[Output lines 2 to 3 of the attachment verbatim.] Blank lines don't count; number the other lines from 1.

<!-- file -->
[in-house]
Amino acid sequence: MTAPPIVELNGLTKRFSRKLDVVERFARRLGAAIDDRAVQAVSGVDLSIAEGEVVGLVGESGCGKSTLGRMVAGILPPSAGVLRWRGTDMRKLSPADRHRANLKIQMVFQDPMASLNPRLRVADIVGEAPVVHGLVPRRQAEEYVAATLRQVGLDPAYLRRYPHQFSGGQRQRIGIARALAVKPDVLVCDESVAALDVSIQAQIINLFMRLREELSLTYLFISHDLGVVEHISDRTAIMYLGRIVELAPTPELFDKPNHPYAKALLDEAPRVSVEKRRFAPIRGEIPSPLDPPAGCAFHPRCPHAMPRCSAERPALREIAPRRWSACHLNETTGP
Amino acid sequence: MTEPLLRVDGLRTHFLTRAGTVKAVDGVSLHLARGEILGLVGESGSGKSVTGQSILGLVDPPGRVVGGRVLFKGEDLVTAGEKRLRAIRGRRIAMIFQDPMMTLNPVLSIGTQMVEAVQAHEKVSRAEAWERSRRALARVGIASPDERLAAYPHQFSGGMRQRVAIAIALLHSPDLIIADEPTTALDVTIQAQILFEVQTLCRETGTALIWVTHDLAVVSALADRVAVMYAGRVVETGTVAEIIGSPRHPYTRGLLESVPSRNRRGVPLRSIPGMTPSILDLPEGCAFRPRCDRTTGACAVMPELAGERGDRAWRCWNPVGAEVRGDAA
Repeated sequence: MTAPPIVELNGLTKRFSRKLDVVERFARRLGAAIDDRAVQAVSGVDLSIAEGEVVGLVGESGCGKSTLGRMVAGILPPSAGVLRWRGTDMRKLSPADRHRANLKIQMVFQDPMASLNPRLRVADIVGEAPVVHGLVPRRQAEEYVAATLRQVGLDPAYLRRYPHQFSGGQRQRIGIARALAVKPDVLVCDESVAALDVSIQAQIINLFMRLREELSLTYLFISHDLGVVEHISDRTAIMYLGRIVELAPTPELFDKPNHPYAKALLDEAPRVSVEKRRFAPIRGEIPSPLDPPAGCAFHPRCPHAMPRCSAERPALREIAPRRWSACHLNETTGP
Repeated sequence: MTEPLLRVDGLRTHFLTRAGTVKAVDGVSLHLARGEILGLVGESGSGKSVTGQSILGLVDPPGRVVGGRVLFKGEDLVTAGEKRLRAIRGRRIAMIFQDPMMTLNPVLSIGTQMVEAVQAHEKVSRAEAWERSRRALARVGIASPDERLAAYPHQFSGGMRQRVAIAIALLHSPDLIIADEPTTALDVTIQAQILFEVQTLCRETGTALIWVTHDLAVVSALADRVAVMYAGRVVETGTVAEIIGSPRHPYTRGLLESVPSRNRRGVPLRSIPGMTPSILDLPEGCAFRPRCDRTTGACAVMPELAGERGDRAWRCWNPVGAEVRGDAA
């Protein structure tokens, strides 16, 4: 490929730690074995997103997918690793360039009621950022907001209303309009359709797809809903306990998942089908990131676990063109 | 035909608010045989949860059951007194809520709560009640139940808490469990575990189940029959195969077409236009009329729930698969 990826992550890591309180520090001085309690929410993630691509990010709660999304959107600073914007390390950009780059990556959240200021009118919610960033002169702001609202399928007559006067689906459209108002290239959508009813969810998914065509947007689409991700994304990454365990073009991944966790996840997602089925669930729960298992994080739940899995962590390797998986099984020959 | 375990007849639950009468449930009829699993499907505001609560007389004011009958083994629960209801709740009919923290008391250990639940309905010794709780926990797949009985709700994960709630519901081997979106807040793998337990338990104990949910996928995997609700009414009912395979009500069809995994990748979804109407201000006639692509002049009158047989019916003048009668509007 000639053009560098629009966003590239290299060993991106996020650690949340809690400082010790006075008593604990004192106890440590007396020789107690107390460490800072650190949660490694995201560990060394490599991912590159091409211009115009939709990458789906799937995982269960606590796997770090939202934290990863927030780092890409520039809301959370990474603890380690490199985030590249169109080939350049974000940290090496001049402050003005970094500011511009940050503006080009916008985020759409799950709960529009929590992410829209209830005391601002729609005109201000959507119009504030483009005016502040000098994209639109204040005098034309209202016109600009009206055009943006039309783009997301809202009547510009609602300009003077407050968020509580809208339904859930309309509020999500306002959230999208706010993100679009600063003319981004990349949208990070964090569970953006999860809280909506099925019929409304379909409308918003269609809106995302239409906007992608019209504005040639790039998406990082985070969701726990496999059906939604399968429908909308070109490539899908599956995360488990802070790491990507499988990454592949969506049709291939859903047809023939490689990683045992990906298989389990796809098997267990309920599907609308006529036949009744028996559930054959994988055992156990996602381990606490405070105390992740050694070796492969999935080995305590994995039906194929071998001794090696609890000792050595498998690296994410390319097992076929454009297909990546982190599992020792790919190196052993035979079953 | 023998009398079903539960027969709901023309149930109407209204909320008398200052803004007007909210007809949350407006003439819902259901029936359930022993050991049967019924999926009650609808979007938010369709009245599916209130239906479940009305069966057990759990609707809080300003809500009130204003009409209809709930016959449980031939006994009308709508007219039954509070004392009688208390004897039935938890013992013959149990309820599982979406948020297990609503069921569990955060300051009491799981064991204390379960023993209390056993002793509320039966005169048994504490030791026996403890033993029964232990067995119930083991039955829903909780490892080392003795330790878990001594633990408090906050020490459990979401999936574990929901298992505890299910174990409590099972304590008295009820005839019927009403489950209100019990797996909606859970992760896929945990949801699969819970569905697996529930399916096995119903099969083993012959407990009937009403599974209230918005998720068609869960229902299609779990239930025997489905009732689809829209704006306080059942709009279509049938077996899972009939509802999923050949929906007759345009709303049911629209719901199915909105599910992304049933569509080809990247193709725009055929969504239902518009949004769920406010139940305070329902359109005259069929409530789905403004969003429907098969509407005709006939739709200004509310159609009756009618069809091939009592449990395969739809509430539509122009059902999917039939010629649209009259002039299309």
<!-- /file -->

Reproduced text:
Amino acid sequence: MTAPPIVELNGLTKRFSRKLDVVERFARRLGAAIDDRAVQAVSGVDLSIAEGEVVGLVGESGCGKSTLGRMVAGILPPSAGVLRWRGTDMRKLSPADRHRANLKIQMVFQDPMASLNPRLRVADIVGEAPVVHGLVPRRQAEEYVAATLRQVGLDPAYLRRYPHQFSGGQRQRIGIARALAVKPDVLVCDESVAALDVSIQAQIINLFMRLREELSLTYLFISHDLGVVEHISDRTAIMYLGRIVELAPTPELFDKPNHPYAKALLDEAPRVSVEKRRFAPIRGEIPSPLDPPAGCAFHPRCPHAMPRCSAERPALREIAPRRWSACHLNETTGP
Amino acid sequence: MTEPLLRVDGLRTHFLTRAGTVKAVDGVSLHLARGEILGLVGESGSGKSVTGQSILGLVDPPGRVVGGRVLFKGEDLVTAGEKRLRAIRGRRIAMIFQDPMMTLNPVLSIGTQMVEAVQAHEKVSRAEAWERSRRALARVGIASPDERLAAYPHQFSGGMRQRVAIAIALLHSPDLIIADEPTTALDVTIQAQILFEVQTLCRETGTALIWVTHDLAVVSALADRVAVMYAGRVVETGTVAEIIGSPRHPYTRGLLESVPSRNRRGVPLRSIPGMTPSILDLPEGCAFRPRCDRTTGACAVMPELAGERGDRAWRCWNPVGAEVRGDAA